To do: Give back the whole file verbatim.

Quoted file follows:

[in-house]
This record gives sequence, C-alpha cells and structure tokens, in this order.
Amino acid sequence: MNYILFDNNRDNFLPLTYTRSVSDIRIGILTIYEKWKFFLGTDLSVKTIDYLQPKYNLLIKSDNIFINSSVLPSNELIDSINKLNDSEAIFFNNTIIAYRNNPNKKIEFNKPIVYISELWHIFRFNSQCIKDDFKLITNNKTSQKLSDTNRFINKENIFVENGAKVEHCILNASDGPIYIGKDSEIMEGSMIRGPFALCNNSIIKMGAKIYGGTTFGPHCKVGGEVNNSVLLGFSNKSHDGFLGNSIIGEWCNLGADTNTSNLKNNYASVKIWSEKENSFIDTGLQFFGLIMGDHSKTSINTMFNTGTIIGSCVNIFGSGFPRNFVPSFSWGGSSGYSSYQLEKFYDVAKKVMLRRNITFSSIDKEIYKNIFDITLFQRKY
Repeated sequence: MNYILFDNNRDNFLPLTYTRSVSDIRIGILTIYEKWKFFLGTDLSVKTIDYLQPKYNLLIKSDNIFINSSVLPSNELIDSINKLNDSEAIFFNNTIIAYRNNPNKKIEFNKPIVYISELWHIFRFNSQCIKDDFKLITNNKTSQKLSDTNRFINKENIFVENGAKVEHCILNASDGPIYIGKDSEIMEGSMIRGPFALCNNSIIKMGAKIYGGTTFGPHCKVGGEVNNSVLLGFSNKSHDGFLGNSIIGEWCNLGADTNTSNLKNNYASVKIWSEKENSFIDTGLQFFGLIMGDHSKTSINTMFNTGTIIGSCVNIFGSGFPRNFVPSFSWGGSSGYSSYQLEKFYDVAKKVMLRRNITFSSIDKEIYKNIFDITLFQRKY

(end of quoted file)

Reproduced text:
[in-house]
This record gives sequence, C-alpha cells and structure tokens, in this order.
Amino acid sequence: MNYILFDNNRDNFLPLTYTRSVSDIRIGILTIYEKWKFFLGTDLSVKTIDYLQPKYNLLIKSDNIFINSSVLPSNELIDSINKLNDSEAIFFNNTIIAYRNNPNKKIEFNKPIVYISELWHIFRFNSQCIKDDFKLITNNKTSQKLSDTNRFINKENIFVENGAKVEHCILNASDGPIYIGKDSEIMEGSMIRGPFALCNNSIIKMGAKIYGGTTFGPHCKVGGEVNNSVLLGFSNKSHDGFLGNSIIGEWCNLGADTNTSNLKNNYASVKIWSEKENSFIDTGLQFFGLIMGDHSKTSINTMFNTGTIIGSCVNIFGSGFPRNFVPSFSWGGSSGYSSYQLEKFYDVAKKVMLRRNITFSSIDKEIYKNIFDITLFQRKY
Repeated sequence: MNYILFDNNRDNFLPLTYTRSVSDIRIGILTIYEKWKFFLGTDLSVKTIDYLQPKYNLLIKSDNIFINSSVLPSNELIDSINKLNDSEAIFFNNTIIAYRNNPNKKIEFNKPIVYISELWHIFRFNSQCIKDDFKLITNNKTSQKLSDTNRFINKENIFVENGAKVEHCILNASDGPIYIGKDSEIMEGSMIRGPFALCNNSIIKMGAKIYGGTTFGPHCKVGGEVNNSVLLGFSNKSHDGFLGNSIIGEWCNLGADTNTSNLKNNYASVKIWSEKENSFIDTGLQFFGLIMGDHSKTSINTMFNTGTIIGSCVNIFGSGFPRNFVPSFSWGGSSGYSSYQLEKFYDVAKKVMLRRNITFSSIDKEIYKNIFDITLFQRKY